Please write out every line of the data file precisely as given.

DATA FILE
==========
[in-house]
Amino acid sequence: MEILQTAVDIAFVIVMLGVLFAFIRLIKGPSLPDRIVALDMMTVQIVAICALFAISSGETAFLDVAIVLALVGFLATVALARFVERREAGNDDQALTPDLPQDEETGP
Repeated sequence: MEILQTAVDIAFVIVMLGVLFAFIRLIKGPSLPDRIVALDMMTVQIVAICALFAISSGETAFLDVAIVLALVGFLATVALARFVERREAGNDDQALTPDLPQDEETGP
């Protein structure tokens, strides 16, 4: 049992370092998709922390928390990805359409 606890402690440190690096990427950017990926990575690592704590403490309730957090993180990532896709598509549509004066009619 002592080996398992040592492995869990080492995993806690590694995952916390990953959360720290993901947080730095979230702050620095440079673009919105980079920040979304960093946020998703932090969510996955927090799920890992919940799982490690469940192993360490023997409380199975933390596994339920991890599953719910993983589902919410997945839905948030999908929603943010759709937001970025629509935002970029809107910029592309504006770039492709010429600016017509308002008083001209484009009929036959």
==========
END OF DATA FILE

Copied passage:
[in-house]
Amino acid sequence: MEILQTAVDIAFVIVMLGVLFAFIRLIKGPSLPDRIVALDMMTVQIVAICALFAISSGETAFLDVAIVLALVGFLATVALARFVERREAGNDDQALTPDLPQDEETGP
Repeated sequence: MEILQTAVDIAFVIVMLGVLFAFIRLIKGPSLPDRIVALDMMTVQIVAICALFAISSGETAFLDVAIVLALVGFLATVALARFVERREAGNDDQALTPDLPQDEETGP
């Protein structure tokens, strides 16, 4: 049992370092998709922390928390990805359409 606890402690440190690096990427950017990926990575690592704590403490309730957090993180990532896709598509549509004066009619 002592080996398992040592492995869990080492995993806690590694995952916390990953959360720290993901947080730095979230702050620095440079673009919105980079920040979304960093946020998703932090969510996955927090799920890992919940799982490690469940192993360490023997409380199975933390596994339920991890599953719910993983589902919410997945839905948030999908929603943010759709937001970025629509935002970029809107910029592309504006770039492709010429600016017509308002008083001209484009009929036959």